The school district received 15 applications to fill the vacant position by Monday’s filing deadline. The interview process will begin March 10 at the Charles W. Lewis School Library following the board’s workshop meeting, which will now begin at 6 p.m.
A second round of interviews is tentatively set for March 17 at the Lewis Library, in conjunction with the board’s regular meeting, which will also begin at 6 p.m.
The process set in motion at Monday night’s board meeting is necessary to fill the seat left vacant when Edward Pearce was disqualified earlier this month.
Pearce was chosen by the board in December from a group of 16 candidates to fill the final year of Andrew Lalli’s term.Lalli resigned in November, less than a week after the Board of Education elections.
He was sworn in less than a week later, drawing the fire of critics from the public who questioned the speed of his appointment, the swearing in and his credentials. Pearce is a local union official and lacks a college degree.
Pearce served for two meetings before being disqualified upon the state Department of Education’s completion of his background check. It remains unknown why Pearce was eventually disqualified.
However, the board revealed during Monday night’s meeting at the Ann A. Mullen Middle School that the Gloucester Township Police Department and the Camden County Prosecutor’s Office have begun an investigation into the possibility that Pearce broke the law by taking an oath of office knowing he wasn’t qualified to do so. That action qualifies as a fourth degree crime under state statute.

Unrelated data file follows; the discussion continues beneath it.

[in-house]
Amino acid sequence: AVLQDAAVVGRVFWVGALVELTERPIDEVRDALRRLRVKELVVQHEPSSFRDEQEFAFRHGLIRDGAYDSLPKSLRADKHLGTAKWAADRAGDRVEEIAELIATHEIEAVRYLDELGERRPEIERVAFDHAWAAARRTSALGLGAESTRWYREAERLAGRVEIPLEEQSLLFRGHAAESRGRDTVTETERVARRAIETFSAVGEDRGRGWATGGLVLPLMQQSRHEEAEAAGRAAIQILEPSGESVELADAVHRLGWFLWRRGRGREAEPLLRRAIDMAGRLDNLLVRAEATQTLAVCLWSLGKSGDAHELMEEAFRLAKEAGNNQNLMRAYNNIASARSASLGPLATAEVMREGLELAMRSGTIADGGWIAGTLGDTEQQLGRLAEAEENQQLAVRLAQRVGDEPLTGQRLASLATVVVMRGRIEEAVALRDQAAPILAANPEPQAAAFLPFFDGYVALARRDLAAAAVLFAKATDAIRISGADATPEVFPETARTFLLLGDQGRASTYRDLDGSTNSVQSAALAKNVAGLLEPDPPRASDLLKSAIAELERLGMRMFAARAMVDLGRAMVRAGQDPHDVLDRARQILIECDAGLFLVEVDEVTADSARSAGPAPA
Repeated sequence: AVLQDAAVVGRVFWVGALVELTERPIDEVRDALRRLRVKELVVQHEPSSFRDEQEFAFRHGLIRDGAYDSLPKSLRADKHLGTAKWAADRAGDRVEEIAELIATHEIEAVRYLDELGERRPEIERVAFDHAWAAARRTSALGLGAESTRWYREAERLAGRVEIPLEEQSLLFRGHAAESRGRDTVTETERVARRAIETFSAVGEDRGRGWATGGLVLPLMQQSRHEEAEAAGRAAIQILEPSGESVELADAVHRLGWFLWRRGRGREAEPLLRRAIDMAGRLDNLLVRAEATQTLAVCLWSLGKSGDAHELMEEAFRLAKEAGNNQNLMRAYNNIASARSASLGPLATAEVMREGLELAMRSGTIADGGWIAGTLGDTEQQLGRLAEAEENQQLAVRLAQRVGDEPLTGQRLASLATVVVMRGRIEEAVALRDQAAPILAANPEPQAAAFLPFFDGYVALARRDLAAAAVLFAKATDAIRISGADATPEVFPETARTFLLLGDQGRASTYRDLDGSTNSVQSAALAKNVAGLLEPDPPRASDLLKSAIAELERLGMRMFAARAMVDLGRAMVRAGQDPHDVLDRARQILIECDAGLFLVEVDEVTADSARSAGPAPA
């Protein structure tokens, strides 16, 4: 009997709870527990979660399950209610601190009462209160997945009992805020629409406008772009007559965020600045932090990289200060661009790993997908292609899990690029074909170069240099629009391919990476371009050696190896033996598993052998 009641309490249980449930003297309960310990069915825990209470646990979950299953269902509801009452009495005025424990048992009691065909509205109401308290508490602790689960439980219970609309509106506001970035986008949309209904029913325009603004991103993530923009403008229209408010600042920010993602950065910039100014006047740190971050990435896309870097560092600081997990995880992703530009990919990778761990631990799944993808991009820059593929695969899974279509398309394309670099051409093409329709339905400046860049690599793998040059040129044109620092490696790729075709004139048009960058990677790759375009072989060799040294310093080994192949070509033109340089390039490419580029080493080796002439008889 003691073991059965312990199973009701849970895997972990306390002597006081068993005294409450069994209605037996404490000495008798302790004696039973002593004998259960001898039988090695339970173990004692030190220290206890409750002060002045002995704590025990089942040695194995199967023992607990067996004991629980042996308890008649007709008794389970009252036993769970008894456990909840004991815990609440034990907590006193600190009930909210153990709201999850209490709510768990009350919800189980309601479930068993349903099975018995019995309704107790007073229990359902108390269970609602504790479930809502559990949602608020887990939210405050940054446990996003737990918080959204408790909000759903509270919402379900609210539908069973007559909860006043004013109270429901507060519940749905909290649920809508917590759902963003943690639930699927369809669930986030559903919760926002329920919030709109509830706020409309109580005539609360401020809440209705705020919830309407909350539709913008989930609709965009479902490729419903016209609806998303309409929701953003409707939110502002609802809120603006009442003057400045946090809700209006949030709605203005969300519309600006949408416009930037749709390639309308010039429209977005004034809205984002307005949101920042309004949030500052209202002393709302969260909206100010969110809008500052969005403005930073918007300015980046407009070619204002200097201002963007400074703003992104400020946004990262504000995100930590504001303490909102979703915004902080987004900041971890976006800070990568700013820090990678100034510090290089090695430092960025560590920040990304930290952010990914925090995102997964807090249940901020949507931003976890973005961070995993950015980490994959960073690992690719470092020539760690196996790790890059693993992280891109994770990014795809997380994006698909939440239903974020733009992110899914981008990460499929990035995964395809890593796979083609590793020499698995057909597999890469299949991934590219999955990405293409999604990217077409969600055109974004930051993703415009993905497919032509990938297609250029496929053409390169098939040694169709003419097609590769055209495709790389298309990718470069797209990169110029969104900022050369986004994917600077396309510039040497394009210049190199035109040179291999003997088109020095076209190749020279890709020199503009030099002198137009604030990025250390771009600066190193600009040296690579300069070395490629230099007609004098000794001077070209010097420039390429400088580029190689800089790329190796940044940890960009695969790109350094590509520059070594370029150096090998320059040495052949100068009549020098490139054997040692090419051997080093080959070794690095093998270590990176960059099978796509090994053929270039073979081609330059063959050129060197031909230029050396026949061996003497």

Because Pearce was legally seated, all decisions he made as a member of the Board of Education may stand, including a 5-4 vote in which he voted in favor of placing Marianne Coyle in as Board Vice President during the board’s reorganization meeting on Jan. 6.
“I asked specifically what effect his disqualification would have on his votes,” Board of Education Solicitor John Wade said during Monday night’s meeting, adding he was given two opposite responses at different times. “ … The Department of Education flip flopped on the issue. It’s my opinion that they should put something in writing on if his votes count.”
The Board of Education received an opinion from the New Jersey School Boards Association’s legal team that Pearce’s votes count, but will look further into the issue.
The convoluted situation prompted multiple board members to question the process for seating whoever the Board of Education selects to replace Pearce.
The Board has 65 days from the effective date of Pearce’s disqualification to name a replacement. If the board doesn’t fill the vacancy within 65 days, the Camden County Executive Superintendent would name the replacement.
Board members made it clear they want to make sure they get the right person in place. Board member Dominic Gagliardi questioned if the board can make its selection, but delay swearing in the pick until the background check is complete.
“We could tell the county superintendent that’s what we want to do and see what they say,” Wade said.
They also want to make sure the process is done correctly to put the right person in the position.
“I am adamantly against the last process,” Board Member Felicia Reid said. “ … We need to be as transparent as possible.”
The process that resulted in Pearce being seated took place in December. He was chosen by the board on Dec. 11 and seated Dec. 16. On Monday night, the board voted not to approve the minutes from either of those meetings. It also voted not to approve the minutes for the reorganization meeting of Jan. 6, although it did approve the minutes of both January meetings in which Pearce was a seated board member.
Reid suggested holding two rounds of interviews. All interviews will be conducted in public.